* Spreadbetters expect European shares to edge down at open
* Nikkei erases losses, but still marks steep weekly tumble
* Draghi’s hints at near-term ECB steps pressures euro
By Lisa Twaronite
TOKYO, May 9 (Reuters) - Asian shares were mostly down on Friday as a tense situation in Ukraine made investors cautious, though markets took a tame Chinese inflation report in their stride despite the implications for weakening demand in the region’s economic powerhouse.
The euro remained on a shaky footing after tumbling overnight when European Central Bank President Mario Draghi said the central bank might act to stem slowing inflation and boost the euro zone economy.
Financial spreadbetters expected Britain’s FTSE 100 to open as much as 0.2 percent lower, Germany’s DAX 0.4 percent, and France’s CAC 40 0.5 percent.
“When trading starts this morning European equities look set to reverse some of the gains made in the previous session,” said William Nicholls, a dealer at London Capital Group, in a note to clients, after Draghi “strengthened stocks but put a banana skin underneath the heels of the euro.”
An outlook upgrade by Standard & Poor’s on Portugal to stable from negative could help sentiment. The move was expected by some analysts and came after Portugal on Sunday declared it would exit its three-year 78-billion-euro bailout this month without a precautionary credit line.
MSCI’s broadest index of Asia-Pacific shares outside Japan was down 0.1 percent, on track for a slight weekly loss, but off session lows after data showed China’s inflation in April was broadly in line with expectations.
Chinese consumer prices rose 1.8 percent in April from a year earlier while producer prices fell 2.0 percent. While the figures were in line with forecasts, it was still the slowest rise for consumer prices in 18 months as producer deflation persisted, underscoring sluggish demand.
“In the short term, unless we see some new stimulus or economic policy, I don’t think there will be much flexibility for strong market performance,” said Du Changchun, an analyst at Northeastern Securities in Shanghai.
The Shanghai Composite Index shed 0.3 percent, poised to fall 0.8 percent on the week.
Japan’s Nikkei stock average erased earlier losses and ended up 0.3 percent, though it still posted a weekly loss of 1.8 percent.
Markets also kept a wary eye on the Ukraine crisis. Pro-Moscow separatists in eastern Ukraine ignored Russian President Vladimir Putin’s call to postpone a referendum on self-rule, declaring they would go ahead on Sunday with a vote that some fear could lead to war.
U.S. stocks mostly fell on Thursday with the Nasdaq Composite ending lower for a third straight session, its longest losing streak since early April. But European shares climbed 1.1 percent after Draghi raised the prospect of ECB action.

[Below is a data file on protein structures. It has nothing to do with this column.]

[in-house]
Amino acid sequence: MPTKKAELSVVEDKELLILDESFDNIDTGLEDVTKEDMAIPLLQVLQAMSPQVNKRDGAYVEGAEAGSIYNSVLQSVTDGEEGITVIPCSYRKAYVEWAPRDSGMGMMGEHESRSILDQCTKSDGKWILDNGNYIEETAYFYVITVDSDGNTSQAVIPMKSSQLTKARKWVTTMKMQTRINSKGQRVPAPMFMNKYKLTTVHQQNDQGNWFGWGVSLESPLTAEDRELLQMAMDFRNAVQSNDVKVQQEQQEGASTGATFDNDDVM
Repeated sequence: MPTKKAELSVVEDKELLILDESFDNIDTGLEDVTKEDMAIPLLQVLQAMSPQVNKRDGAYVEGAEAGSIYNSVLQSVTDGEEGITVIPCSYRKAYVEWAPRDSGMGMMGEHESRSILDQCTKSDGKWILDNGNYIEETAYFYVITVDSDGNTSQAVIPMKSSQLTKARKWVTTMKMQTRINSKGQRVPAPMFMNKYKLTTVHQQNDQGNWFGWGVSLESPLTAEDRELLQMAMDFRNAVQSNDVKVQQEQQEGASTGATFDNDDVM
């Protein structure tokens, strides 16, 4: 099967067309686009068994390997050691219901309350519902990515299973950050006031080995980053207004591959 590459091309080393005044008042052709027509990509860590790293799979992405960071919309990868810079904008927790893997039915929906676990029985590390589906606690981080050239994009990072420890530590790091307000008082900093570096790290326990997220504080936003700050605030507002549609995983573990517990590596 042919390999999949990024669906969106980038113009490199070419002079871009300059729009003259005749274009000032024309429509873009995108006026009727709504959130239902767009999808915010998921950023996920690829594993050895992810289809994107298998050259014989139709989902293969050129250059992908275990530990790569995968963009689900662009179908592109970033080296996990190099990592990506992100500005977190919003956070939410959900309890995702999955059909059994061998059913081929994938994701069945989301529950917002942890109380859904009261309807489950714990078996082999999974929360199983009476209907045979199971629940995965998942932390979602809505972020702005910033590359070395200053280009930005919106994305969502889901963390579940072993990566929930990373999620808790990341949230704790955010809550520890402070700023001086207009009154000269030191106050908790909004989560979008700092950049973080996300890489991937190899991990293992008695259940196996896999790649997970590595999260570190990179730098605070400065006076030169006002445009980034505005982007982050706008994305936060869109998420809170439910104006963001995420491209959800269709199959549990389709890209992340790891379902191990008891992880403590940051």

The euro came off a 2-1/2-year high against the dollar on Draghi’s comments. It was last at $1.3839, marginally lower on the day, and well off Thursday’s high of $1.3992, its loftiest peak since November 2011.
As Draghi’s dovish comments pushed the euro down 0.4 percent on Thursday against its U.S. counterpart, U.S. Federal Reserve Chair Janet Yellen did the dollar no favours.
Yellen said in testimony to a Senate panel on Thursday that the Fed is in no rush to decide the appropriate size of its balance sheet, but if it ultimately shrinks it to a pre-crisis size, the process could take the better part of a decade.
“In contrast to Mario Draghi, Janet Yellen provided very little clarity on monetary policy this week, keeping the downtrend in yields intact,” Kathy Lien, managing director of FX strategy at BK Asset Management, wrote in a note to clients.
The 10-year U.S. Treasury yield was at 2.608 percent, not far from its U.S. close of 2.602 percent on Thursday.
The U.S. dollar index, which tracks the greenback against a basket of six major currencies, added 0.1 percent to 79.449. Against the yen, the dollar rose about 0.1 percent to 101.71 yen.
In commodities trading, U.S. crude futures were up about 0.2 percent at $100.42 a barrel, on track to halt a two-week slide, while Brent crude added about 0.1 percent to $108.13, as traders continued to watch the situation in Ukraine.
Spot gold was slightly lower at $1,290.60 an ounce, down 0.7 percent for the week, its second straight weekly decline.
“Right now, the Ukraine situation is supportive of prices but data coming from the U.S. continues to be strong and that could keep investors away and weigh on prices,” said Ronald Leung, chief dealer at Lee Cheong Gold Dealers in Hong Kong. (Additional reporting by Natalie Thomas in Hong Kong and A. Ananthalakshmi in Singapore; Editing by Chris Gallagher & Shri Navaratnam)